This week, GBB Senior Staff Writer Bryson Wright went to Twitter to look for mailbag questions for a roundtable this week. The first part of the roundtable can be found here. This section centers around the rookie expectations and fits in the frontcourt.
I join Bryson Wright, Bryce Hayes, Lauren Harvey, and David Buckler for this part of the mailbag roundtable.
rookie expectations?— cαyden (@emyvuitton) August 8, 2022
Bryson Wright, GBB Senior Staff Writer: David Roddy. Based on what I saw in Summer league he fits in with the rest of the team really well. He’s a solid defender who can play multiple positions and has a good enough jumper to keep defenses honest. He is also really good in transition so it will be exciting to see him run the break with Ja and Ziaire Williams. Roddy and Jake LaRavia will get more minutes than any of the other Rookies and I’m expecting Roddy to do just a little bit more.
Bryce Hayes, GBB Staff Writer: The knee-jerk reaction for most will probably be Kenneth Lofton Jr. after his spectacular Summer League showing, but I believe the answer is still Jake LaRavia or David Roddy. Whoever wins this camp battle will have a limited role most likely — compared to say Desmond Bane’s or Ziaire Williams’ roles as rookies, but that’s not necessarily a bad thing. The rookies have been blessed to come into a situation where they can come in and develop with minimal pressure. I believe LaRavia, if he settles into a role as a shooter off the bench he can have the biggest impact if he can provide wing depth behind Brooks, Bane, Williams and company.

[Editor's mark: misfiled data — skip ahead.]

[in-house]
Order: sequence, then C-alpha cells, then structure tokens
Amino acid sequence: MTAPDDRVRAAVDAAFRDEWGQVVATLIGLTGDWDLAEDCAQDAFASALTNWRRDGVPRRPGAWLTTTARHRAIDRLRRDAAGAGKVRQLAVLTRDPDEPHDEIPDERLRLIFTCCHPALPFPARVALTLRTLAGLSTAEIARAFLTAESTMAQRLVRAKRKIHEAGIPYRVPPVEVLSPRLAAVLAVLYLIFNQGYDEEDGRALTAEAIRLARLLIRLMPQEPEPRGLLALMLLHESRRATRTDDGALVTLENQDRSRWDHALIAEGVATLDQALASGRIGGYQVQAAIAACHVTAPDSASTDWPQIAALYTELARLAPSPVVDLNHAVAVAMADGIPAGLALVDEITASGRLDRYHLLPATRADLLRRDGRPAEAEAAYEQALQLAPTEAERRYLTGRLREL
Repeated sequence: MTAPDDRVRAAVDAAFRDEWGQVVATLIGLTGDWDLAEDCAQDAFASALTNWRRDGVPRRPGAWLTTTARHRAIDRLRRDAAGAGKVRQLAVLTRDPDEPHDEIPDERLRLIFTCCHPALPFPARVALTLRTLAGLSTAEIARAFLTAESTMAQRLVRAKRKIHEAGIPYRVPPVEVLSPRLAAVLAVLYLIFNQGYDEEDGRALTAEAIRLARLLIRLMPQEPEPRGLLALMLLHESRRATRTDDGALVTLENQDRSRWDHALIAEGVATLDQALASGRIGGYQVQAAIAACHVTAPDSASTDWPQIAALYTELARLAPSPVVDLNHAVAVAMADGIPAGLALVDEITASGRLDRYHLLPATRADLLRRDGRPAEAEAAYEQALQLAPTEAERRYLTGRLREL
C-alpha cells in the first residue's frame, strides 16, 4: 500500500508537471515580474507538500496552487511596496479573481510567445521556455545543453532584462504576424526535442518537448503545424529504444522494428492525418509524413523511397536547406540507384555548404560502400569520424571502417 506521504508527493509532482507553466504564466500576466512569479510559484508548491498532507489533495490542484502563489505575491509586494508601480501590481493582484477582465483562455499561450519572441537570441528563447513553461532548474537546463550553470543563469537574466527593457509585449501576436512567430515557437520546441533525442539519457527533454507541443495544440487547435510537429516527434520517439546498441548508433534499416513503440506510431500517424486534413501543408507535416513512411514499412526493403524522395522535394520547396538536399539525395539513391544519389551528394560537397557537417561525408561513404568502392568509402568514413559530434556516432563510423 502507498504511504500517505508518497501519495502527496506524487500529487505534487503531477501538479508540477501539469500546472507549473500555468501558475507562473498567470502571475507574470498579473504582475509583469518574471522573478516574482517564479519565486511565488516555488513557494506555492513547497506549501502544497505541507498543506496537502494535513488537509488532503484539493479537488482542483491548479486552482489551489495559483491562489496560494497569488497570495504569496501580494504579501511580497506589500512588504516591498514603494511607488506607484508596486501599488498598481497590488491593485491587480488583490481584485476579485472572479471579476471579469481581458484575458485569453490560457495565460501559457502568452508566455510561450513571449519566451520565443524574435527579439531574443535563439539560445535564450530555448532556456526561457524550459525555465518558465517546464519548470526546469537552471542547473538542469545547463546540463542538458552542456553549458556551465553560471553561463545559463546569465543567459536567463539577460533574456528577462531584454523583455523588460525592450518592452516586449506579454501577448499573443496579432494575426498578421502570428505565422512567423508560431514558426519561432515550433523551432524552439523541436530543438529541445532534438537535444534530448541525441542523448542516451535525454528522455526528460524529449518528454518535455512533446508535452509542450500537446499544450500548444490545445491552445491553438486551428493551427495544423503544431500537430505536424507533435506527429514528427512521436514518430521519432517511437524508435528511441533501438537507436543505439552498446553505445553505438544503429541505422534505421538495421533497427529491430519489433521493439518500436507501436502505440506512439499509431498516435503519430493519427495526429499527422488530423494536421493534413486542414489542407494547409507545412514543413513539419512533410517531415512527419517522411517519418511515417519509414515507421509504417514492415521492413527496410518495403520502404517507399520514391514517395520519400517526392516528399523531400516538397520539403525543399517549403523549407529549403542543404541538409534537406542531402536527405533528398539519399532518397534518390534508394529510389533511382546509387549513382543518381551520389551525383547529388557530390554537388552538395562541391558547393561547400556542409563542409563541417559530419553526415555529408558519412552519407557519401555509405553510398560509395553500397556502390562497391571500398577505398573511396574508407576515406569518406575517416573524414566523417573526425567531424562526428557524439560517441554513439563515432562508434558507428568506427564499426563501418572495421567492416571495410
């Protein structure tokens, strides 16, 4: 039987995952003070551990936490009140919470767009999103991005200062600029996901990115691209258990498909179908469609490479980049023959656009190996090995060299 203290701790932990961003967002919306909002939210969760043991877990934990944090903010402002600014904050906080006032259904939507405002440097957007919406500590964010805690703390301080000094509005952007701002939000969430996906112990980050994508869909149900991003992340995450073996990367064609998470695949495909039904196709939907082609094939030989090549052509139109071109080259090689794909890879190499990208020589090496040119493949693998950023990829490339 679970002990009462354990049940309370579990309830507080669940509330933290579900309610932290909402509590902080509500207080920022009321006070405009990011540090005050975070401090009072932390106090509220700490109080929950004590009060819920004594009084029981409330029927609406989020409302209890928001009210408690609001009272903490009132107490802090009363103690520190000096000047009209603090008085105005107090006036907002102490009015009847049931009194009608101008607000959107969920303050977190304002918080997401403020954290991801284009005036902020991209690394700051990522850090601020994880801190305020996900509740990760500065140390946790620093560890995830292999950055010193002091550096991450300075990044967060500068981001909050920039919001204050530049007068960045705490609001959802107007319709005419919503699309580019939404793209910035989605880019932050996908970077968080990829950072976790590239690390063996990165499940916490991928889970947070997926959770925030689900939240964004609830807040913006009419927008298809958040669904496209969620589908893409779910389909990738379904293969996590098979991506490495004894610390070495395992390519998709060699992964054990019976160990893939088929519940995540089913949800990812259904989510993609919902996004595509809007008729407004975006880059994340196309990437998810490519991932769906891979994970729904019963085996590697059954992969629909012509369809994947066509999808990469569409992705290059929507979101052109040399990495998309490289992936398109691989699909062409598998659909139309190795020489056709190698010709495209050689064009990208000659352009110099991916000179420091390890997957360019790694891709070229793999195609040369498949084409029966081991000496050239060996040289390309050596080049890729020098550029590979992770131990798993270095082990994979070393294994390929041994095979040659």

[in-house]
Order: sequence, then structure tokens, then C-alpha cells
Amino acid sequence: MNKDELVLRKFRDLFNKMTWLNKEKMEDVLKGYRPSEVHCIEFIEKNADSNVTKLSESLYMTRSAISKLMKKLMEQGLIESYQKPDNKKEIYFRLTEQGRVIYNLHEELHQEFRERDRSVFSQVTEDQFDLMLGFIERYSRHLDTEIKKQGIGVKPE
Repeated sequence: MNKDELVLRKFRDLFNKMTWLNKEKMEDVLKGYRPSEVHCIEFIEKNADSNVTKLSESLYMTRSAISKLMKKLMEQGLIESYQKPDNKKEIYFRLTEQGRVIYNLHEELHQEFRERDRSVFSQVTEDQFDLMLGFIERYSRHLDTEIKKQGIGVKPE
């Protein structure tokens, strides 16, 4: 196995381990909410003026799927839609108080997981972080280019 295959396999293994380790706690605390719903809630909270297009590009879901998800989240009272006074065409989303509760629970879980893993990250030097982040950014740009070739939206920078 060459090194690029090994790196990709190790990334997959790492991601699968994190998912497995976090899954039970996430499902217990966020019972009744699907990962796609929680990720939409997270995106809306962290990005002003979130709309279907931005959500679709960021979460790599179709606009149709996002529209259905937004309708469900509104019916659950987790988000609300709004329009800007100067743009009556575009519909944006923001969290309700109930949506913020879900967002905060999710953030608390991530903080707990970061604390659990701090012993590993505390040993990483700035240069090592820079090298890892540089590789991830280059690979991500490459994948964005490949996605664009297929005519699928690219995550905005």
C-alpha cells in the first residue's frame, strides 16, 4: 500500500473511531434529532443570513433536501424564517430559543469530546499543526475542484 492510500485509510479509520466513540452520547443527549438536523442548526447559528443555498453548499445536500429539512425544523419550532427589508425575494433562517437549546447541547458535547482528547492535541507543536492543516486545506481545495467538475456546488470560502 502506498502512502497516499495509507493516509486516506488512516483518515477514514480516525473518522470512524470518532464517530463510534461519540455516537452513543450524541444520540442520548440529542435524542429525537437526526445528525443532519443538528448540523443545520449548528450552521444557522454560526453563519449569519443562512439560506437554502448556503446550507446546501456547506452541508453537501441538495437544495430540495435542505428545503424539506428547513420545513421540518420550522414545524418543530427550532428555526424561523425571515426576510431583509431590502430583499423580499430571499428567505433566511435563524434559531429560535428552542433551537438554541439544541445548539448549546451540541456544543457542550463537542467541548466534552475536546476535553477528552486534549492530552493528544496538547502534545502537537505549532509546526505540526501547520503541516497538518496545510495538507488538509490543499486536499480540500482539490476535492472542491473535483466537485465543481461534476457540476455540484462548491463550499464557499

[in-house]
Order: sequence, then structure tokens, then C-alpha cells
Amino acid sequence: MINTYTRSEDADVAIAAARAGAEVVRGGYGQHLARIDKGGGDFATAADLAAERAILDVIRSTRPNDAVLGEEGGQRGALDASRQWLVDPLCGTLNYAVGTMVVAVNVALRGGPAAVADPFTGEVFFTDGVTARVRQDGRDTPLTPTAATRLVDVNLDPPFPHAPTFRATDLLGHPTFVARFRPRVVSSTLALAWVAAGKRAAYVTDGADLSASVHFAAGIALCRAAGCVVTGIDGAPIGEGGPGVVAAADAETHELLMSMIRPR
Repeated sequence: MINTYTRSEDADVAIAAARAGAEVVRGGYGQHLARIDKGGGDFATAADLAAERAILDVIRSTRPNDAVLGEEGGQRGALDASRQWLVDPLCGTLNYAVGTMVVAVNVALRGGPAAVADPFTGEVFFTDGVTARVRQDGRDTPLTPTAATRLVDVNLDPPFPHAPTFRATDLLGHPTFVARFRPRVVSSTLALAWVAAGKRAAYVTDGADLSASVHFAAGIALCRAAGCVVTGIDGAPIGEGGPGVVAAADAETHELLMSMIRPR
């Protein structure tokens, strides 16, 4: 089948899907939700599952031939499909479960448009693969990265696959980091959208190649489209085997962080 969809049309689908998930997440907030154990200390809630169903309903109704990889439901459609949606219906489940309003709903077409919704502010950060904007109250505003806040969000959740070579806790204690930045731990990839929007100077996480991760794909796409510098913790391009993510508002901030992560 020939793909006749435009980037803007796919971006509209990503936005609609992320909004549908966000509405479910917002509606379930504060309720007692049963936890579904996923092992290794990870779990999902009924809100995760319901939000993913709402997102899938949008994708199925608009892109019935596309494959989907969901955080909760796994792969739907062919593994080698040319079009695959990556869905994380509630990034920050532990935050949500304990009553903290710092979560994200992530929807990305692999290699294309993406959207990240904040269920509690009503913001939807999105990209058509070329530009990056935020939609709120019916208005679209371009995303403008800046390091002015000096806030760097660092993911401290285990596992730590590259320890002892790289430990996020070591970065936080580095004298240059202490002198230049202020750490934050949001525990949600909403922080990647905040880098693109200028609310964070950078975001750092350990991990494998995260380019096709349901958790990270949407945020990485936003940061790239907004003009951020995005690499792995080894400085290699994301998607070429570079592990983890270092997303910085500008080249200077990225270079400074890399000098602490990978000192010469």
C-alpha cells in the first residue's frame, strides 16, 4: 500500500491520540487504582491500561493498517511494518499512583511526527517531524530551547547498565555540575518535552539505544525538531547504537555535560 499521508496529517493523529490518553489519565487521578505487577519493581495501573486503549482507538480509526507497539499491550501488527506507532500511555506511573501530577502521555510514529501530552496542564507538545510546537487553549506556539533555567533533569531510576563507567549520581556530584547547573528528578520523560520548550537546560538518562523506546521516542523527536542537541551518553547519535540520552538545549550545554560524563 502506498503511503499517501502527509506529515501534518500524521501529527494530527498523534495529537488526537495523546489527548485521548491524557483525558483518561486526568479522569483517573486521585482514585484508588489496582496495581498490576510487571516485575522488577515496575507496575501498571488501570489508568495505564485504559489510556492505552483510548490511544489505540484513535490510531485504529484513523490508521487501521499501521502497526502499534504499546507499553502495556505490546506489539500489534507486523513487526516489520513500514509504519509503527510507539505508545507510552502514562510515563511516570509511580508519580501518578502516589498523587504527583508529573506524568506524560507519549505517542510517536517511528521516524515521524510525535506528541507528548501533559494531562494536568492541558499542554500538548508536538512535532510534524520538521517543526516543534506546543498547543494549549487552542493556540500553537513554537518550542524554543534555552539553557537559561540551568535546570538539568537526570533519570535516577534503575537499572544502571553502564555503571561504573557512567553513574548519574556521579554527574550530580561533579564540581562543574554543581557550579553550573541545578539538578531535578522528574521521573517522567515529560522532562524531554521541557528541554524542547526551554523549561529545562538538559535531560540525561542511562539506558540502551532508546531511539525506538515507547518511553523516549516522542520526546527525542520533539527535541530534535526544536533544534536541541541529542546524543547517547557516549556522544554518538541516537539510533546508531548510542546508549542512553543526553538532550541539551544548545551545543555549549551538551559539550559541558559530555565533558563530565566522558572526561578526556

Lauren Harvey, GBB Staff Writer: I expect Jake LaRavia to make the biggest impact next season. He had a worrying Summer League, but if he can become a more willing shooter, he theoretically helps the Grizzlies on both ends of the floor more than any other rookie. The Grizzlies have been able to find minutes for their first round draft picks lately and LaRavia should lead the Grizzlies rookies in minutes played.
David Buckler, Co-host of “The Core 4” Podcast: Of our 5 rookies, I expect David Roddy to made the largest impact on the upcoming season. Although a bit undersized, I like to way Roddy attacks the rim and plays with power. He didn’t look out of control or overwhelmed during the Summer League. A friend of mine watched him a lot in college, and he liked Roddy’s style of play and toughness. If the coaches can hide him a little bit on defense, I think his impact in transition and at the 3-point line will keep him in the rotation. In the end I think he ends up with Kyle Anderson’s minutes.